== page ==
New Pain Research Leaves Couples Smiling


Dalhousie professor Dr. Natalie Rosen is offering new hope to women who suffer chronic genital pain during sex.

A surprisingly common condition impacting up to 16 per cent of all women, it received little attention until the recent opening of the new Couples and Sexual Health (CaSH) laboratory at Dalhousie University.

Too often women with genital pain suffer in silence, says Dr. Rosen, leaving women and couples vulnerable to negative impacts. That’s why she and her team are developing new supportive approaches to help women and their partners cope.

Couples are actively engaged in two different kinds of studies at the lab. In one study, daily diaries are used to help understand the links between sexual motivation, pain during intercourse and impacts on sexuality and other interpersonal and psychological factors. A second compares the effectiveness of a psychological treatment – Cognitive Behavioural Couple Therapy (CBCT) – to a standard medical treatment, the use of lidocaine, a local anesthetic.

“I want to empower women and couples to better manage these pain conditions and reduce negative impacts on their relationships and sexuality,” says Dr. Rosen. “I believe my research is directly influencing the development of better treatment and better access to treatment for women and couples.”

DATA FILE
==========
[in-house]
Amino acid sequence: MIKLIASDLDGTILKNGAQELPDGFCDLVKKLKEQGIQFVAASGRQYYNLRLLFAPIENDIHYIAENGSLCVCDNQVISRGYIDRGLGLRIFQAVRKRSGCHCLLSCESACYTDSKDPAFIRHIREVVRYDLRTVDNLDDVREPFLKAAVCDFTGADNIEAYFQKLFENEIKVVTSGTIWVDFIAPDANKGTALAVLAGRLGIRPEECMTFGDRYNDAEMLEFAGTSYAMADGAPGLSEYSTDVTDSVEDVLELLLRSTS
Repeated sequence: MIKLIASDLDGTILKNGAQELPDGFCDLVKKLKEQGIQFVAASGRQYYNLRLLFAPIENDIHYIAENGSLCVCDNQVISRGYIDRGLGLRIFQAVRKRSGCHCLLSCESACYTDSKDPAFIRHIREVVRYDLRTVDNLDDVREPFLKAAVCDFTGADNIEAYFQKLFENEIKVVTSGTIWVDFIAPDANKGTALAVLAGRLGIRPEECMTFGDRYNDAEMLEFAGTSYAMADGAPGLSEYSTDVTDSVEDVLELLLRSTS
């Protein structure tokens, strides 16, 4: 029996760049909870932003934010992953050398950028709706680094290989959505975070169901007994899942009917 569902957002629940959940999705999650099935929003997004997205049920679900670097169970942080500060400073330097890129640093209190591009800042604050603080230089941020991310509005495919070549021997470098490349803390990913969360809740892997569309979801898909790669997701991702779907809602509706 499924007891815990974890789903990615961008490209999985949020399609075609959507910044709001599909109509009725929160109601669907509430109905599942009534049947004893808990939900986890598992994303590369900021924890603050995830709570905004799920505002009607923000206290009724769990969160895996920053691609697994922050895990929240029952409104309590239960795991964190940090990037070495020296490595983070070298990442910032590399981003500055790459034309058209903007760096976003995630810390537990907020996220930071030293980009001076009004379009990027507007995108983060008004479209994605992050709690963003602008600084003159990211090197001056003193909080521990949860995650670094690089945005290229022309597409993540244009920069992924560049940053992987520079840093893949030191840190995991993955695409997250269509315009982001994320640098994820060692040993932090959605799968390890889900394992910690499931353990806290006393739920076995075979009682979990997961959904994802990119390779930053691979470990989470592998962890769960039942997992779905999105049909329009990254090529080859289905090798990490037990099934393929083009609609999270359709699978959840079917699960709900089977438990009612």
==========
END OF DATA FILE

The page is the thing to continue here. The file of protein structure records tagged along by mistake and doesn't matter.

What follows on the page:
The CaSH lab, equipped with top-flight leading instrumentation, has been supported by the Nova Scotia Research and Innovation Trust, the Canada Foundation for Innovation, the Canadian Institutes of Health Research, the Nova Scotia Health Research Foundation and the IWK Health Centre. It includes confidential participant workstations; clinical interviewing and therapy space; equipment for efficient data collection and management; and collaborative space for researchers and graduate students.

The first of its kind east of Montreal, the facility provides a rich training resource for student researchers in psychology, gynaecology, obstetrics, nursing and anesthesia and supports collaborations with the IWK, Queen’s University, and Mount Allison University
The project extends Dalhousie’s international initiatives studying the efficient and effective treatment of pain.



Related Entries